Published March 23, 2022
“Anesthesia stat, 704.” With that, a team of UB health sciences students rushes in to begin administering care to a patient.
The sound — recorded from the halls of Erie County Medical Center — was piped into the Behling Simulation Center in the Jacobs School of Medicine and Biomedical Sciences, and the patient was a mannequin. But the students treated the scenario seriously, as if it was real.
They were taking part in a TeamSTEPPS training program offered through UB’s Office of Interprofessional Education. TeamSTEPPS is a set of communication strategies and tools developed by the Department of Defense’s Patient Safety Program and the Agency for Healthcare Research and Quality (AHRQ), with the goal of improving the quality and safety of patient care. The program was developed in response to reports that a majority of medical errors are caused by a breakdown in communication.
Over the course of two Fridays (March 11 and 18), 89 UB and Canisius College health professions students, representing seven different health care professions, participated in the multistep program. The training took students through a series of online modules and small group role play; then, they applied the tools to realistic clinical situations in the Behling Simulation Center.
The training reinforced the meaning and importance of interprofessional education, says Amy Trieu, who will graduate from the School of Nursing in May.
“Health care is a team effort, and working closely with other health care professionals allowed us to gain mutual respect and understanding of one another’s roles,” Trieu says. “Our goal as health care professionals is to provide high-quality, patient-centered care. Through these interprofessional experiences, I feel better equipped to work closely with my future colleagues to ensure we reach this common goal with every patient.”
And that’s exactly the point, says Kelly Foltz-Ramos, director of simulation and an assistant professor in the School of Nursing who led the program along with co-lead Kenneth Snyder, assistant professor of neurosurgery, radiology and neurology in the Jacobs School and vice president for physician quality at Kaleida Health. Snyder also practices at UB Neurosurgery, part of UBMD.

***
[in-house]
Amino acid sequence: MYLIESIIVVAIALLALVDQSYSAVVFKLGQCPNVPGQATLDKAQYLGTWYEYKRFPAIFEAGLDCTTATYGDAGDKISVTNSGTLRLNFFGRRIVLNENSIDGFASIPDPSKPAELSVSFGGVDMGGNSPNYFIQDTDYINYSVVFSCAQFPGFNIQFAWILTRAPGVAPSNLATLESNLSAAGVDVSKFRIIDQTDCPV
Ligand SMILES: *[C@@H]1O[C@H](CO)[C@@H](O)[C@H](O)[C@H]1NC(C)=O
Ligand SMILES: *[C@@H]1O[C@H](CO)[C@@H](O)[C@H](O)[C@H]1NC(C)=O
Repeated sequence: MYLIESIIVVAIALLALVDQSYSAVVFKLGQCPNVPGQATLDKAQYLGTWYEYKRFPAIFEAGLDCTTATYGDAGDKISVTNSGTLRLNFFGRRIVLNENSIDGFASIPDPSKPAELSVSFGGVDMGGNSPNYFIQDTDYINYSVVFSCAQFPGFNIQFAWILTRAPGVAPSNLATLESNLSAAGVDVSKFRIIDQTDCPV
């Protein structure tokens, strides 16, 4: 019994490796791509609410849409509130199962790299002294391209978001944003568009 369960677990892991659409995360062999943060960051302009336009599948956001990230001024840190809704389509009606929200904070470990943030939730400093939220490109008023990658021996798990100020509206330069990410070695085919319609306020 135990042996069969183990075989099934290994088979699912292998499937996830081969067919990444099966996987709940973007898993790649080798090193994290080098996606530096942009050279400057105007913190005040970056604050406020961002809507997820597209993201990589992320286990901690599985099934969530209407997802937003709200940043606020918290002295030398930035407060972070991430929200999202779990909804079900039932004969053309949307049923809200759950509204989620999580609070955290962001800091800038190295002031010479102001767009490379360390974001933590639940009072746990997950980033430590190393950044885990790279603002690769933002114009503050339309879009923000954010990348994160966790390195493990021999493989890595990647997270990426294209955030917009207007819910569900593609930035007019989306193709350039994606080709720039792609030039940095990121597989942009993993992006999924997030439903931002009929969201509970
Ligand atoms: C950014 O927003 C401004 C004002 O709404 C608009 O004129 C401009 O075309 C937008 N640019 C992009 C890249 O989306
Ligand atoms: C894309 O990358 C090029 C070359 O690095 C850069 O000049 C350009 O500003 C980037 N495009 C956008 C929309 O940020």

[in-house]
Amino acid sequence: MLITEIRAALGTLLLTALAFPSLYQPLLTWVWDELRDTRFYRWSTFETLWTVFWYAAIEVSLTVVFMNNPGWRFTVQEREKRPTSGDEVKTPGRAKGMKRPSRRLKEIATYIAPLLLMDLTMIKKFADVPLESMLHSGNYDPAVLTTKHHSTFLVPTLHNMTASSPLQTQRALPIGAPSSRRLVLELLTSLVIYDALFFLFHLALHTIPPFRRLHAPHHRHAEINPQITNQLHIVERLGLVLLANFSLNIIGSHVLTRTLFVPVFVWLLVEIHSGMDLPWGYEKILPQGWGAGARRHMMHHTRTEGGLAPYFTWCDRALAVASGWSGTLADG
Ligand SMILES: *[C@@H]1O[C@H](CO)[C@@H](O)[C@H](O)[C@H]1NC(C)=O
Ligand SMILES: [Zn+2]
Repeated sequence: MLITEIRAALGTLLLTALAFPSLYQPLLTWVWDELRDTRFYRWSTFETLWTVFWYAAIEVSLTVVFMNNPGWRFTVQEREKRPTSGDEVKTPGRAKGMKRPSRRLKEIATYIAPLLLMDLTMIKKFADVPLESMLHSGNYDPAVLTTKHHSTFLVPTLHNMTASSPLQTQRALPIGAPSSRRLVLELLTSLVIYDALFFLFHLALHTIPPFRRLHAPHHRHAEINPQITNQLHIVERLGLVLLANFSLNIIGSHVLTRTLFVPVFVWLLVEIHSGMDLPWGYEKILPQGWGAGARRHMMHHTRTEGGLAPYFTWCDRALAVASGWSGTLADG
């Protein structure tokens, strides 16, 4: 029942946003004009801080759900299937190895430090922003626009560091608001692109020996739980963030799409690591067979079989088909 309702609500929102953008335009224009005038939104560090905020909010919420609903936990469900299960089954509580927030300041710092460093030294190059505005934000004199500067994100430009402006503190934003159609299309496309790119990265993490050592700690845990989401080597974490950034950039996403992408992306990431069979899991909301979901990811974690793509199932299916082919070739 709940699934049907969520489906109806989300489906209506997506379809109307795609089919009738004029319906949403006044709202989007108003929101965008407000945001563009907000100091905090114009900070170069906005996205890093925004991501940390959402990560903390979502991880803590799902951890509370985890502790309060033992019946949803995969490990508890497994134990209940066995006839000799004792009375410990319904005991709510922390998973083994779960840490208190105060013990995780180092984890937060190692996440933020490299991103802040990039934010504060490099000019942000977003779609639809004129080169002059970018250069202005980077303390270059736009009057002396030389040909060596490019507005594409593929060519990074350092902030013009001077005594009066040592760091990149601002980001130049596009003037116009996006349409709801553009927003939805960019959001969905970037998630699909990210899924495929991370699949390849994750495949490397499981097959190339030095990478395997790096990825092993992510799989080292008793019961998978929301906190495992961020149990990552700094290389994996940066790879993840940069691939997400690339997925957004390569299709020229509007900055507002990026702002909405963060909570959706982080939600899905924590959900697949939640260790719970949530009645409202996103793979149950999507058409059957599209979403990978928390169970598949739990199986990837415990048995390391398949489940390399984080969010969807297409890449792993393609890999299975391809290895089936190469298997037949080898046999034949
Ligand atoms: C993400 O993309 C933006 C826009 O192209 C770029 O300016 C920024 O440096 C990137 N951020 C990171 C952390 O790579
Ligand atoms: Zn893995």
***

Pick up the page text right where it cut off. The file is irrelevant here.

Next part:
“A strength of the UB IPE TeamSTEPPS program is that we have partnered with clinicians from Kaleida Health to facilitate sessions, allowing facilitators to role model collaborating with other health professionals and also helping students to understand the tremendous value these skills will provide in the clinical setting,” Foltz-Ramos says.
“Over the years, UB has been a leader in integrating interprofessional education into the curriculum of health professions programs. Adding the TeamSTEPPS educational program will reinforce our ability to develop patient-centered health care providers armed with powerful communication tools to enhance patient safety,” Foltz-Ramos adds.
“This new program is exciting because the TeamSTEPPS education the health sciences students will be receiving will contribute to improved patient care and reduced medical error,” says Patricia Ohtake, assistant vice president for interprofessional education and associate professor in the Department of Rehabilitation Science, School of Public Health and Health Professions.
“Another important aspect of this program is that UB is collaborating with Kaleida Health to educate our students,” Ohtake adds. “This collaboration between the UB Office of Interprofessional Education and Kaleida Health strengthens not only the students’ education, but also the development of a health care workforce with high-quality communication and teamwork skills.”
Dhara Kadakia, a fourth-year medical student in the Jacobs School, says the training provided her the collaboration skills and tools necessary to navigate the challenges of health care as a future physician. “I deeply believe that a collaborative approach to medicine and patient care is critical to providing the best outcomes,” Kadakia says.
“This training was invaluable in teaching me to be a strong collaborator,” she says, adding that because of the training, she feels “empowered to work efficiently with other health care providers to provide optimal care to my patients.”
The TeamSTEPPS training helped Jimmy Jin, a second-year physical therapy student from the School of Public Health and Health Professions, better understand that while various health professionals might be looking for different things when treating a patient, collaboration still remains vital.
“For my specific simulation case, I learned that as a PT, I might have concern about a patient’s functional movement, but for physicians, their main focuses are on the blood pressure, heart and lung functions,” Jinsays. “The patient might be able to meet the discharge criteria from a physician perspective, but it might not be a safe discharge from a PT’s point of view. Communication is the key for a team.”
Starting in fall 2022, the UB IPE TeamSTEPPS Program will be required for approximately 550 UB health professions students in medicine, nursing, pharmacy, dietetics, occupational therapy and physical therapy.
The impact of this program is substantial, Ohtake says. “By graduating over 500 health professions students each year that have these patient safety communication skills, this program has the potential to improve health care delivery in Western New York.”